These African birds don’t mess around with other birds, they go straight for some of the largest mammals on Earth. They ride around on the backs of buffaloes, giraffes and the like and clean off parasites. But they want blood as much as parasites and will not hesitate to create or reopen wounds to get what they want. These birds can be major pests to their hosts and possibly dangerous to the weakest ones. Here’s video that shows them feeding on, and squabbling over, a buffalo’s blood.  


Looking into the mouth of a Lamprey.
I’ve saved the worst for last in this list of blood-lovers – the Lamprey. For me, the horror factor of these animals is way above and beyond any fictional monster. These fish have thrived and remained unchanged for 360 million years partly because they have pared down to simple sucking machines. They have no jaws or scales; they are simply an elongated body with a suction-cup mouth full of hook-like teeth in circular rows. They are parasites and live to find a host fish to latch onto and live off its blood. The creepiness factor for these fish is really ratcheted up when you see them in the large, squirmy masses they congregate in. Their design may be efficient, but I do not want to ever be in any water that they are in (and they live in fresh and salty water worldwide!). This article has a great video with some close-ups of the mouth, which should explain why I find them so freaky.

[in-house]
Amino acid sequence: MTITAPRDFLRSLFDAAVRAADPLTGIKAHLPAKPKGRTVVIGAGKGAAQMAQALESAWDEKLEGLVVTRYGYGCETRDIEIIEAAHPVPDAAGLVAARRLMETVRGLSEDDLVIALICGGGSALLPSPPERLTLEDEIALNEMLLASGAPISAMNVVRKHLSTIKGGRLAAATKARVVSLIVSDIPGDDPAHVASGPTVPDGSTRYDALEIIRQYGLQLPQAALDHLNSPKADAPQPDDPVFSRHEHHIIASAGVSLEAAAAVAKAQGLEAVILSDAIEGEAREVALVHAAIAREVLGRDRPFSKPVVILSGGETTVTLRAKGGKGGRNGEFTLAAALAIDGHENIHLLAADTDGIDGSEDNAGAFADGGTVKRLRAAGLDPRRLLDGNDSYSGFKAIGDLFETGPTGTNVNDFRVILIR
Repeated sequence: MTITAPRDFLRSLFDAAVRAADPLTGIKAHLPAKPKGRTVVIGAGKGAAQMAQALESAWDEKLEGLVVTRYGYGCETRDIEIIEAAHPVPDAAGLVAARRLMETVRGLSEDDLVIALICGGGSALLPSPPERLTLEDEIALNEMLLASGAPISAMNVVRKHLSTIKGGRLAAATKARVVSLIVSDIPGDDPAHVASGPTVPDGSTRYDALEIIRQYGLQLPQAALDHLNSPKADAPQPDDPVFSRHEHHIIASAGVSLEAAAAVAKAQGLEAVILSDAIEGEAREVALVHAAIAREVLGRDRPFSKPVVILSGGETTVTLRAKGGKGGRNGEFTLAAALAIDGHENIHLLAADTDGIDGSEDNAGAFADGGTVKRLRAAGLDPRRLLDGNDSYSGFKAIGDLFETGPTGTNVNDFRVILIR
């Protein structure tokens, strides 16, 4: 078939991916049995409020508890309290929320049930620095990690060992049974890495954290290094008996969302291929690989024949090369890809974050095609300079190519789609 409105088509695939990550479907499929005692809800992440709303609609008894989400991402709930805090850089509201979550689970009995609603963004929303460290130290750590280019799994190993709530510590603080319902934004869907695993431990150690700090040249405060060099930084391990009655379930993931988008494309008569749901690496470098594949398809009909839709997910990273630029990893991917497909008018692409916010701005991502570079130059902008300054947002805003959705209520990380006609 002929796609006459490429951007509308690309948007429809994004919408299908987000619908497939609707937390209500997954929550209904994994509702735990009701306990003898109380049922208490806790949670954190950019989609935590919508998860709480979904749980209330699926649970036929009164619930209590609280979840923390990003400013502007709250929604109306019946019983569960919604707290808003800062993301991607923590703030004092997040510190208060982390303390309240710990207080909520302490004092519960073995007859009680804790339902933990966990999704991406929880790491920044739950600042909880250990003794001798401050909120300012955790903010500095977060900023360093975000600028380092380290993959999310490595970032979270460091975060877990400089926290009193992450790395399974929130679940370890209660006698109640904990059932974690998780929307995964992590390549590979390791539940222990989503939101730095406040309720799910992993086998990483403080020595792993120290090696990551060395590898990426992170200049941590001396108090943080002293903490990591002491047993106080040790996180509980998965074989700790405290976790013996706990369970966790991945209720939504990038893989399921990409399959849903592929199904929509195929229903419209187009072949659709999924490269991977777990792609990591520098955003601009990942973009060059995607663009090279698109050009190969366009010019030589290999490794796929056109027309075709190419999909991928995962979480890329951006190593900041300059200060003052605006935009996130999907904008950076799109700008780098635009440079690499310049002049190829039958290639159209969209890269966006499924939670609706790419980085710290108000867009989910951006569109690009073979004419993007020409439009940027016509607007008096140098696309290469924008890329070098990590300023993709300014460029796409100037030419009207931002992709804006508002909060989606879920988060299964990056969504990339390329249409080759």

Either share your blood willingly or watch your back closely; there are plenty of things that want a piece of you. 

A vampire creature holding a bat and saying "Your wife has a beautiful neck".

Take Care.

Submitted by Pam


Wednesday, October 13, 2021

Centipedes Creep Me Out

A large back and yellow centipede crawling out of a grey tennis shoe with white bottoms. There is a white pair next to it.
I live in a place where rattlesnakes, scorpions and tarantulas are common, and they do not bother me at all. But the other day I came across a centipede and that triggered some kind of primeval revulsion in me. They always do - it’s all those little legs and all that squirming around…..I just can’t. I know I’m not alone in this (here are some interesting thoughts as to just why we find them so gross), so I really don’t understand how these arthropods have managed to avoid being part of Halloween lore of creepy creatures. I‘m adding them to my list for sure. So, in celebration of their Halloween, here’s a little something about these creepy crawlers.

A view of a black and yellow centipede from the side.